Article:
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Brain Inj. 2010;24(11):1336-42. doi: 10.3109/02699052.2010.504524.

Where angels fear to tread: proxy consent and novel technologies.

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  • 1Department of Philosophy and Religion, Appalachian State University, Boone, NC 28608-2104, USA.



Individuals suffering from severe disorders of consciousness (DOC) face a bleak prognosis and are susceptible to therapeutic neglect according to Fins. Because of the increasing occurrence of severe brain injury, some physicians and researchers take the study of DOC to be a moral imperative and perceive novel technologies, such as Deep Brain Stimulation (DBS), as offering potential therapeutic benefit.


This article examines the decisional process faced by proxy decision-makers for patients with severe DOC when confronted by novel treatments such as DBS.


If there is awareness in the literature that surrogate consent is complicated by the contingencies of severe brain injury such as disability and the possibility of long-term care, surrogate consent is often equated with substituted judgement and taking the best interests of the patient into account. However, for surrogates of patients with severe DOC, advocacy becomes a central component of the surrogate's role as there is no established standard of care for these patients in the post-acute phase. If participation in research is offered, the surrogate may perceive research participation as a way of providing benefits such as stimulation and some rehabilitation services for the patient.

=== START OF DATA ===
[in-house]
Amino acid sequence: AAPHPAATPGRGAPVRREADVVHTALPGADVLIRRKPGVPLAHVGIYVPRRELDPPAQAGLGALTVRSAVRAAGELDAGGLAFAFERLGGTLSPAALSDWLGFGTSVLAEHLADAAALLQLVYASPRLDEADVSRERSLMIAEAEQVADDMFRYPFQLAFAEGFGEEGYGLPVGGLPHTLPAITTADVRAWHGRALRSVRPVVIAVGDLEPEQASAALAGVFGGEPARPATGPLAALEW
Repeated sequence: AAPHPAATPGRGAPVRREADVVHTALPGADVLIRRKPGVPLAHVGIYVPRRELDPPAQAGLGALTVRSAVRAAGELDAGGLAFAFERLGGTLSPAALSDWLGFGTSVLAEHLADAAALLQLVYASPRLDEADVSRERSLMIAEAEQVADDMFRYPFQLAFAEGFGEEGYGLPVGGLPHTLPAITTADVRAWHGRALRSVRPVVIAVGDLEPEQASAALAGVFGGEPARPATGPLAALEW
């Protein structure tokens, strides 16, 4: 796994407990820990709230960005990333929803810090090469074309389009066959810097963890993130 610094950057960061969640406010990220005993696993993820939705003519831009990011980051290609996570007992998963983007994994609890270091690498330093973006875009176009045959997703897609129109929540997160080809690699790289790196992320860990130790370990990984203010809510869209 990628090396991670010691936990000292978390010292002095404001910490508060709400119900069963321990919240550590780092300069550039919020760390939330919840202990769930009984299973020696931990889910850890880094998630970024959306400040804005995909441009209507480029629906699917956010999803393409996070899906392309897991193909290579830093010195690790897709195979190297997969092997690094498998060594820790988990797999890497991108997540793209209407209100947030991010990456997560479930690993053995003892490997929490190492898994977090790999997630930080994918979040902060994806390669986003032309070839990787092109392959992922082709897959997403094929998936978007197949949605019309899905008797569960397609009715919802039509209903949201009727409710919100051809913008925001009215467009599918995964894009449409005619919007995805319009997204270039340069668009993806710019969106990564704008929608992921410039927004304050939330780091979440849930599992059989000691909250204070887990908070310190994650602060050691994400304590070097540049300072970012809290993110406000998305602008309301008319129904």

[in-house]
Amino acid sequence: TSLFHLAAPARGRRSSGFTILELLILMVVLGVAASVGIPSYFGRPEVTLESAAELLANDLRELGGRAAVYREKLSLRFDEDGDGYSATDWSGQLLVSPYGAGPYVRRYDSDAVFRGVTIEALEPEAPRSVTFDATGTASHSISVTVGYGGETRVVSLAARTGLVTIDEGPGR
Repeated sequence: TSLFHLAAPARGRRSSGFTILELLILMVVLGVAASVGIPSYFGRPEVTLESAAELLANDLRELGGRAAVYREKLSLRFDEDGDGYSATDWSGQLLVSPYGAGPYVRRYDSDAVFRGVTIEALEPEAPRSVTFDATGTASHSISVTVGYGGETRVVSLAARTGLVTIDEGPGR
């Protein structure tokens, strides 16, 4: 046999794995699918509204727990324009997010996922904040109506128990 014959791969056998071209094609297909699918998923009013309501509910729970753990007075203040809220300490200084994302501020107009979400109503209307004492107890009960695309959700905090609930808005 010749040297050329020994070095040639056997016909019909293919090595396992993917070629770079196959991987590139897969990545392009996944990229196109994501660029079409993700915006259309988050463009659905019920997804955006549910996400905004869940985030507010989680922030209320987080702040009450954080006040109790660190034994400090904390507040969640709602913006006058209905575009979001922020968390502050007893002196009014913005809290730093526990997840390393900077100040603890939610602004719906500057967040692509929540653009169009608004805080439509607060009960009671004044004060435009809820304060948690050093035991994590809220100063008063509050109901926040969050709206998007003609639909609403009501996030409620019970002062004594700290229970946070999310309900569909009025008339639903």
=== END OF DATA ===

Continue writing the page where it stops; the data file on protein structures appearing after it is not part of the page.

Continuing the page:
Researchers need to be aware how the absence of a standard of care can shape surrogate choice.

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